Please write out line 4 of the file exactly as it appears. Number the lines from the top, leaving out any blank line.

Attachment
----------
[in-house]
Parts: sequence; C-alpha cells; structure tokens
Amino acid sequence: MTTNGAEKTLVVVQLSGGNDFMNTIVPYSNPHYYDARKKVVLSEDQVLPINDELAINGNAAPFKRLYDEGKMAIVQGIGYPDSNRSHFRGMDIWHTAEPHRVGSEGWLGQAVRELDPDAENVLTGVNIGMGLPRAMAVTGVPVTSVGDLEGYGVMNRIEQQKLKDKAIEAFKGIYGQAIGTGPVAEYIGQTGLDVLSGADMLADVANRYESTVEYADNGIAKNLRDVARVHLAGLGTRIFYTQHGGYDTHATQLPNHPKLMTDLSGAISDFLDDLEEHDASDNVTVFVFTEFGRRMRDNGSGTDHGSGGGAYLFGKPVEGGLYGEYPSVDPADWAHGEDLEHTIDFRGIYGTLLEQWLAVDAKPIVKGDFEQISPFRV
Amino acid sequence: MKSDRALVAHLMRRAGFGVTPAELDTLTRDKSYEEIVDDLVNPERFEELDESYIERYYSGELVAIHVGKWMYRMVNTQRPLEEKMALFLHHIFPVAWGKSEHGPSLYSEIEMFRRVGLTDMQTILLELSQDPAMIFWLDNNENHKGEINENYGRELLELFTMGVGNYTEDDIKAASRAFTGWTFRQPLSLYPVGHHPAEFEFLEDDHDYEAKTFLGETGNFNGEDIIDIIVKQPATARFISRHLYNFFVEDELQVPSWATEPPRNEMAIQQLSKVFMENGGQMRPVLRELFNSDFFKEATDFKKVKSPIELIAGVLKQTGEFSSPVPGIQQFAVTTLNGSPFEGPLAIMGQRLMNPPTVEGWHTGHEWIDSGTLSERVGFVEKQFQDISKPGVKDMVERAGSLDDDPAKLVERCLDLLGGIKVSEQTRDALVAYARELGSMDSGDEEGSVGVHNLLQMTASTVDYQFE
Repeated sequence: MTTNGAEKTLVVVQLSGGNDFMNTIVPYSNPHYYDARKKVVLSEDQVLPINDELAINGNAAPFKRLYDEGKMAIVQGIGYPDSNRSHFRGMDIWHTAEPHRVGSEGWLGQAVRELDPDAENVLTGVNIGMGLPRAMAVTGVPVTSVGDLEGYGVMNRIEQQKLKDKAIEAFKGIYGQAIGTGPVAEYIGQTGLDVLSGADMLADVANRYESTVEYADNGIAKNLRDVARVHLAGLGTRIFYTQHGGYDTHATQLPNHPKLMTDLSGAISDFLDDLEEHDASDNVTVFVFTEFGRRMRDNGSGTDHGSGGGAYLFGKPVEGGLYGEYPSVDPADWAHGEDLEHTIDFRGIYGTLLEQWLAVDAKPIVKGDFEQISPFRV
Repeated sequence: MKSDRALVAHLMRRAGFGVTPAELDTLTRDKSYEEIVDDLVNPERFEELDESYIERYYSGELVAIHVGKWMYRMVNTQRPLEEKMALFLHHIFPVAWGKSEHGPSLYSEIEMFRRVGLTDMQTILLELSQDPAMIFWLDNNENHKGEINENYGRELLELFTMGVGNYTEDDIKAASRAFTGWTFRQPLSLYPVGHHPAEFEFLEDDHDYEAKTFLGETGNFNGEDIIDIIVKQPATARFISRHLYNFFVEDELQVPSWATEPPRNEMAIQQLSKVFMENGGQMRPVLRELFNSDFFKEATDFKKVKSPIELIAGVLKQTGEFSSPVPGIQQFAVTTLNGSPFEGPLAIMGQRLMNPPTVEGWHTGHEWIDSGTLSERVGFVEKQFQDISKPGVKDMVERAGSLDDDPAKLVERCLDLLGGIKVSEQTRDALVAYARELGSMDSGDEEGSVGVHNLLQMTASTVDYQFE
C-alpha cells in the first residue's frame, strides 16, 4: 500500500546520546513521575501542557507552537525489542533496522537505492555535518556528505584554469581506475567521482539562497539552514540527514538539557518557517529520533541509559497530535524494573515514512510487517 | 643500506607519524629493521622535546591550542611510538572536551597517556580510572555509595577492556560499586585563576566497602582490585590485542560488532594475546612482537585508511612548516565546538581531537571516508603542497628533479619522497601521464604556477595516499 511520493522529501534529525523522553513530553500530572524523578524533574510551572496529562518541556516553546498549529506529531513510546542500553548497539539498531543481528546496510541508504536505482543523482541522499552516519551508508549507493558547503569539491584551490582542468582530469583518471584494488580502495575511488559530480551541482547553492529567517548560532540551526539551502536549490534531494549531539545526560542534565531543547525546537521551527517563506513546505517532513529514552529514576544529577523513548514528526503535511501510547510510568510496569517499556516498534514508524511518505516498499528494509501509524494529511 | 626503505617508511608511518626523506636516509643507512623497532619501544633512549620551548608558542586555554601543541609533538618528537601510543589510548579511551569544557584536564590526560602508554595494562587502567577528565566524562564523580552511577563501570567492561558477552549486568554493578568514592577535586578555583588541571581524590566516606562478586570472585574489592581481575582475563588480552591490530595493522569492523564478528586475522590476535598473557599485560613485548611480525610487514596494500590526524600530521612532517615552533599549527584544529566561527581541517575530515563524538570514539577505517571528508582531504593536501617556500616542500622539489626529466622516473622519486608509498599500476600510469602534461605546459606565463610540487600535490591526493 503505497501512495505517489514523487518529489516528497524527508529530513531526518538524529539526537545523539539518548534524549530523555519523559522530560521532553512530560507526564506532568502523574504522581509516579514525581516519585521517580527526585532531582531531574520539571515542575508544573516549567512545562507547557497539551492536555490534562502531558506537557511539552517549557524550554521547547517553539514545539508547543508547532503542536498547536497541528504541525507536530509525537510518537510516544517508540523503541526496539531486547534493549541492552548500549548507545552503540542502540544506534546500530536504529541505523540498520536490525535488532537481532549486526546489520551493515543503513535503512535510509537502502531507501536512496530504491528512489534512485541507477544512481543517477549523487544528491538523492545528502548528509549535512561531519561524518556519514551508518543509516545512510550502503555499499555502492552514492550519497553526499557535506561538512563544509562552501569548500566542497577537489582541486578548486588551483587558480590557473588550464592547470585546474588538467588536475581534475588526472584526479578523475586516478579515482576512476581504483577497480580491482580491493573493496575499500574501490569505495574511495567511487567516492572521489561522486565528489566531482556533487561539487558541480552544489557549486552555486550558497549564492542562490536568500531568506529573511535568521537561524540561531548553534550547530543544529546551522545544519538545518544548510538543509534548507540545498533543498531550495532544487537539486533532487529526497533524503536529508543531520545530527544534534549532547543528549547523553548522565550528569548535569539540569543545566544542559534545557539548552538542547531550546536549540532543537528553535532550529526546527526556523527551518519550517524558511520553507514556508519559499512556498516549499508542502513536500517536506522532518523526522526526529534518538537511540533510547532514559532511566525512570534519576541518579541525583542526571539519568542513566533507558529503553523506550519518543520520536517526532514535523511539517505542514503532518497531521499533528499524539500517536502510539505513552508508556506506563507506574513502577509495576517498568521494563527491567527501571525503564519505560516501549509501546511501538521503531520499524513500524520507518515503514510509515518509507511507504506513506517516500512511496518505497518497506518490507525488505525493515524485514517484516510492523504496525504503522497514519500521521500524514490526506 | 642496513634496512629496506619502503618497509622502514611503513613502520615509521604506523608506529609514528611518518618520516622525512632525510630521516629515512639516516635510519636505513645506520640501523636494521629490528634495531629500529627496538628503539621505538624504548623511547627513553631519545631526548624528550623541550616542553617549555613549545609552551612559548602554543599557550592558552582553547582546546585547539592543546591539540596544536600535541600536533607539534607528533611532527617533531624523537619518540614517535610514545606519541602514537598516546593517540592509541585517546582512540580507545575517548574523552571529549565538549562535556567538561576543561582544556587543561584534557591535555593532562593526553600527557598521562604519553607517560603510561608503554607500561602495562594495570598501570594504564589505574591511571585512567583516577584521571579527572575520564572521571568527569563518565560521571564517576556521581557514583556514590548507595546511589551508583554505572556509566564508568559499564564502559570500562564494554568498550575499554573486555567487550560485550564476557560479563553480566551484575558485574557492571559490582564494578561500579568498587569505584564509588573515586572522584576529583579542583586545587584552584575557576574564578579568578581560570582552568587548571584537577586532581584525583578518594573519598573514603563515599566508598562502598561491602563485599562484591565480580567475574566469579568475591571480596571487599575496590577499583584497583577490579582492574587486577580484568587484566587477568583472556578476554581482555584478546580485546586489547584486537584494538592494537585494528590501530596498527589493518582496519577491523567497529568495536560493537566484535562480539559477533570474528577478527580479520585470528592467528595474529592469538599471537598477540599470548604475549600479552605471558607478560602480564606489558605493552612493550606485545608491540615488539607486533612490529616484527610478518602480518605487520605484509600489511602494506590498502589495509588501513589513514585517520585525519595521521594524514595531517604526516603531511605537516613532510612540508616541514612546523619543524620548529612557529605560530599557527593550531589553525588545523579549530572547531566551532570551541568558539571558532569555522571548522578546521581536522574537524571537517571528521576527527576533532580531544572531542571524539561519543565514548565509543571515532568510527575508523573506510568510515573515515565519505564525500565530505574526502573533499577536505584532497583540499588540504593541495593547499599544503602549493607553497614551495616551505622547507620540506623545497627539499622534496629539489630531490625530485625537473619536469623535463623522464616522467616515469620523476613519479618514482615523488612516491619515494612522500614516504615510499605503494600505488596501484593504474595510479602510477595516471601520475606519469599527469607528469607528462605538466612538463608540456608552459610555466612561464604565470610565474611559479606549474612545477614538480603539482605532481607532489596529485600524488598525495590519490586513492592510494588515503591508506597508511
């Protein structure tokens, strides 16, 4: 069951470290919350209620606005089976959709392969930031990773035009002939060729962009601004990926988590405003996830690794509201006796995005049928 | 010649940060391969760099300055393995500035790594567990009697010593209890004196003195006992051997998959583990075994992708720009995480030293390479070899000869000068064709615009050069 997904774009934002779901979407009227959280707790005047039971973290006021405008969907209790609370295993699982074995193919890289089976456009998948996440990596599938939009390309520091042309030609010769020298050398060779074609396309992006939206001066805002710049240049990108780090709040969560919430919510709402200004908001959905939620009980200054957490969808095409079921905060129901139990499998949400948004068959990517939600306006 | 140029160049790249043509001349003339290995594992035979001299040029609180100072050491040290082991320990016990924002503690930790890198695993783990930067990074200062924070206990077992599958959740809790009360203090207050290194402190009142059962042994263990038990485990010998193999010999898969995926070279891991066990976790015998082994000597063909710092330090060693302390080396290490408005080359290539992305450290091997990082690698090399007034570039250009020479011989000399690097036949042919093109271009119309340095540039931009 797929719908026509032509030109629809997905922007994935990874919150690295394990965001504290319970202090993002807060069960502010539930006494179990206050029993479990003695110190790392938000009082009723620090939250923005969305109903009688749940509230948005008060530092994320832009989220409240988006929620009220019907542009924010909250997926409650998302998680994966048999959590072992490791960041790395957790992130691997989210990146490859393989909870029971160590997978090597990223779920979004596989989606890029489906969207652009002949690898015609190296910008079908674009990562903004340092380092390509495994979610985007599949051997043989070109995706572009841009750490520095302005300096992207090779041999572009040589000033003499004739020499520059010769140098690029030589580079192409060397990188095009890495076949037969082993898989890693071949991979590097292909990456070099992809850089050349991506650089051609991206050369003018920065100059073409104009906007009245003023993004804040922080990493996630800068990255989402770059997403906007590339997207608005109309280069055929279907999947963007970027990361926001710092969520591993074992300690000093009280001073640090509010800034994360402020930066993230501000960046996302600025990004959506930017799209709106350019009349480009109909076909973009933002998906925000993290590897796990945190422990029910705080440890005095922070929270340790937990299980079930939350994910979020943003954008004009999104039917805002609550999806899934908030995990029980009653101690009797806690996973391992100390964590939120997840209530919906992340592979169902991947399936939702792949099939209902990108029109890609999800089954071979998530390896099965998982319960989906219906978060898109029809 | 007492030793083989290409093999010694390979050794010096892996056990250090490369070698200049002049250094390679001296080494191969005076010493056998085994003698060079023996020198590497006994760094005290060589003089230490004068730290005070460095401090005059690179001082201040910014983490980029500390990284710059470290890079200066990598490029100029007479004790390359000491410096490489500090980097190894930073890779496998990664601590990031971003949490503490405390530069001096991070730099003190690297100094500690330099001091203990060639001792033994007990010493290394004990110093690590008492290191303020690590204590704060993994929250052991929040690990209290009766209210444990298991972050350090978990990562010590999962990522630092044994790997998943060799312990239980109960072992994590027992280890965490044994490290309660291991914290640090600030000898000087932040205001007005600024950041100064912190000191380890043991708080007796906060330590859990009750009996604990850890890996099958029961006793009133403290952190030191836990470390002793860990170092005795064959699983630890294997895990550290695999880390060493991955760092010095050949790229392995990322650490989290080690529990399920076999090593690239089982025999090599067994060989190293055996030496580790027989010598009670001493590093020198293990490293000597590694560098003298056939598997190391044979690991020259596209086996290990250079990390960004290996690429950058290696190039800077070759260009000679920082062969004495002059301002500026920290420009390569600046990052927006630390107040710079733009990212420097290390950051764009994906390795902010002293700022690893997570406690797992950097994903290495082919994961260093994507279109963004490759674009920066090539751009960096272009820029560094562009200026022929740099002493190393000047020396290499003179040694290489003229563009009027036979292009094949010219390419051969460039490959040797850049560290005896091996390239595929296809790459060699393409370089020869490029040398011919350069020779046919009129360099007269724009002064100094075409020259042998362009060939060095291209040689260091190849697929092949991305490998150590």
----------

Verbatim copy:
Amino acid sequence: MKSDRALVAHLMRRAGFGVTPAELDTLTRDKSYEEIVDDLVNPERFEELDESYIERYYSGELVAIHVGKWMYRMVNTQRPLEEKMALFLHHIFPVAWGKSEHGPSLYSEIEMFRRVGLTDMQTILLELSQDPAMIFWLDNNENHKGEINENYGRELLELFTMGVGNYTEDDIKAASRAFTGWTFRQPLSLYPVGHHPAEFEFLEDDHDYEAKTFLGETGNFNGEDIIDIIVKQPATARFISRHLYNFFVEDELQVPSWATEPPRNEMAIQQLSKVFMENGGQMRPVLRELFNSDFFKEATDFKKVKSPIELIAGVLKQTGEFSSPVPGIQQFAVTTLNGSPFEGPLAIMGQRLMNPPTVEGWHTGHEWIDSGTLSERVGFVEKQFQDISKPGVKDMVERAGSLDDDPAKLVERCLDLLGGIKVSEQTRDALVAYARELGSMDSGDEEGSVGVHNLLQMTASTVDYQFE